Reason#2: Self-acceptance

jeansOne of the things I enjoy doing is going through a bag of hand-me-down clothing from one of my sisters. As I hold the pieces of clothing in my hands, I imagine beading or fabric painting or adding an applique to make it uniquely mine. An old dressy brocade jacket becomes “just the right fussy” accessory to give life back to my worn and faded jeans. As I sorted my new wardrobe additions, I thought about Mira Kirshenbaum’s #2 Reason–self-acceptance to explain why things happen. I realized that my sister’s hand-me-downs helped me to see life’s troubles in a different more valuable way.

Insightfully, Kirshenbaum observes that as we grow up, we’re trained into a hand-me-down culture with an emphasis on material goods and dog-eat-dog ways. This type of culture doesn’t lead to a wholesome, balanced, and happy life. She argues that, from a personal perspective, a material culture totally disregards who we are and our true purpose for being here on earth. Moreover, she writes that this type of culture requires membership in a Cosmic Kindergarten to help us make sense of things that happen.

Additionally, Kirshenbaum sees a materialistic culture as negative and binding; it places us into a mistrustful, dark and fearful position. She writes “…many of us live like spies in an enemy land, vigilant against ourselves in case we might be found out…” (p. 82). The darkness of this position is only broken when we accept ourselves for who we really are—spirit beings with good and bad qualities. And that is why things happen–to free us from this darkness and lead us into self-acceptance.

In comparison, the apostle Paul enlarges our understanding in regard to both self-acceptance and living within a materialistic culture (see his first letter to the Church at Corinth). He finds that to truly understand who we are, we must go beyond seeing ourselves as isolated. Instead, we need to  seek out and accept nothing less than a direct and mature relationship with God. This relationship leads us into a free and spacious life within a community beyond the reach of a materialistic and crushing culture.

To walk in the fullness of life, according to the apostle Paul, we must go beyond being “the creaking of a rusty gate,” “sounding brass,” “tinkling cymbal,” or “unprofitable” soul. Instead, we must focus on “that which is perfect” or a relationship of love with God, ourselves, and others. He reasons that love brings us face-to-face with a true reality—a reality that a materialistic culture denies.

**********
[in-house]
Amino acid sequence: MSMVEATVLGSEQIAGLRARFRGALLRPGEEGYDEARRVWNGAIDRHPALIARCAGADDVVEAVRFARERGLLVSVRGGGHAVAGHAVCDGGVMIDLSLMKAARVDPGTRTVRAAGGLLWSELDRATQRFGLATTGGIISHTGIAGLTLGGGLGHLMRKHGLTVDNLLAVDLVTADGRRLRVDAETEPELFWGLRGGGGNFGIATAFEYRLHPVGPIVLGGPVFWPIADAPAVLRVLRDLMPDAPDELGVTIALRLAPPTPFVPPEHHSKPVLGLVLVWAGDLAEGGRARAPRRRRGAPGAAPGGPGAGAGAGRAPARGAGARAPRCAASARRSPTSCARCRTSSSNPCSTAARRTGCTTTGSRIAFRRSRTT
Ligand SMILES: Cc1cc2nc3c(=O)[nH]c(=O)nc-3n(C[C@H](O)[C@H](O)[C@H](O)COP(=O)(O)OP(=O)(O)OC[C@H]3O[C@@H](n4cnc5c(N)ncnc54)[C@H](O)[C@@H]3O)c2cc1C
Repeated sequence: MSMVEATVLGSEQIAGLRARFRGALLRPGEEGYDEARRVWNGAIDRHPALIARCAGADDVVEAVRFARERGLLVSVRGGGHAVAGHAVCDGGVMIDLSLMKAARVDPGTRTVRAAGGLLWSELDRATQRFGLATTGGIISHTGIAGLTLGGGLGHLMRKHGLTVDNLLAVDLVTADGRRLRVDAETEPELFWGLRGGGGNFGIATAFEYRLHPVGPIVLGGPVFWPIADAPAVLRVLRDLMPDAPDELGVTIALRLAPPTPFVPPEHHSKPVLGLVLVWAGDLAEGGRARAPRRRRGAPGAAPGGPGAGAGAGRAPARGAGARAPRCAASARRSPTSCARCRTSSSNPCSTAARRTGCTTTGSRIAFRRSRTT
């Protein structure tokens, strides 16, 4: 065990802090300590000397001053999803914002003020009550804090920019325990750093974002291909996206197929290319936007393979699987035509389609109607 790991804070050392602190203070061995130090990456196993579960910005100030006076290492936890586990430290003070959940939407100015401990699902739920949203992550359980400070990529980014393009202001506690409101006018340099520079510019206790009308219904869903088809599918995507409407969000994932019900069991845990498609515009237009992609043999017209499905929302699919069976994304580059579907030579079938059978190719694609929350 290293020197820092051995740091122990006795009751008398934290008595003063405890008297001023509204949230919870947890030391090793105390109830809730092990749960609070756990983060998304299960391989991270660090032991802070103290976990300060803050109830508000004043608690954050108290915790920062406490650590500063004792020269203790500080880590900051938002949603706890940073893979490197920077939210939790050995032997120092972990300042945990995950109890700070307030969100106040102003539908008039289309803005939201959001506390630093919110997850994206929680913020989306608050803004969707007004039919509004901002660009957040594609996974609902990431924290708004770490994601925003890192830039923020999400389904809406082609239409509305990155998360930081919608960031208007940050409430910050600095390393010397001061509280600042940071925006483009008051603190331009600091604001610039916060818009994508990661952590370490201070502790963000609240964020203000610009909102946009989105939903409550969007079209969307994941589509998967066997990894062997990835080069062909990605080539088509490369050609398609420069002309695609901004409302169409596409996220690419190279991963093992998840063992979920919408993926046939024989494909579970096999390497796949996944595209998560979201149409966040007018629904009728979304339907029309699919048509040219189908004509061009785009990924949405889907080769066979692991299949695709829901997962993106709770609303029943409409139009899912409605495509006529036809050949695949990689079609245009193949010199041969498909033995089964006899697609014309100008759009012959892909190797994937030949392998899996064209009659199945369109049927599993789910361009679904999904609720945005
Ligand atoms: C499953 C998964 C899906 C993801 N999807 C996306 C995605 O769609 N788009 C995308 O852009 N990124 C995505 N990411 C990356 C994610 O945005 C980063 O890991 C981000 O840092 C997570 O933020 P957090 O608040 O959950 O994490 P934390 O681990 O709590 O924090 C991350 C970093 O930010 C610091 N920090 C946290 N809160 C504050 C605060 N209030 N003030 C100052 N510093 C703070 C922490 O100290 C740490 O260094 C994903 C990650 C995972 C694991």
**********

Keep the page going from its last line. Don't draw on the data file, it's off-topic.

Like Kirshenbaum, I agree that self-acceptance is a key factor in making sense of life. However, I don’t think that we stay in a never ending state of a Cosmic Kindergarten subject to darkness and fear. St. Paul held that the desire to go beyond the state of being “tinkling cymbals” and “nothing” is the key to a true understanding of life and love. This desire leads us to a place where we can make sense of our experiences–good or bad. And, for me, self-acceptance sustained by a love of God, self, and others, has an additional benefit in that it opens a door understanding–out of a Cosmic Kindergarten–toward becoming a mature spirit being.

As I sorted through my sister’s hand-me-down clothes and readied them for washing, I realized that the love of my family, friends, and neighbors helped me to sort out the hurts and bruises that I’ve suffered over the years. I’ve come to truly appreciate those things that helped me make sense of this crazy world. And, without a doubt, I’ve learned that my direct relationship with God has brought me to an indispensable place of acceptance toward myself and others.

Living life’s way in 2014



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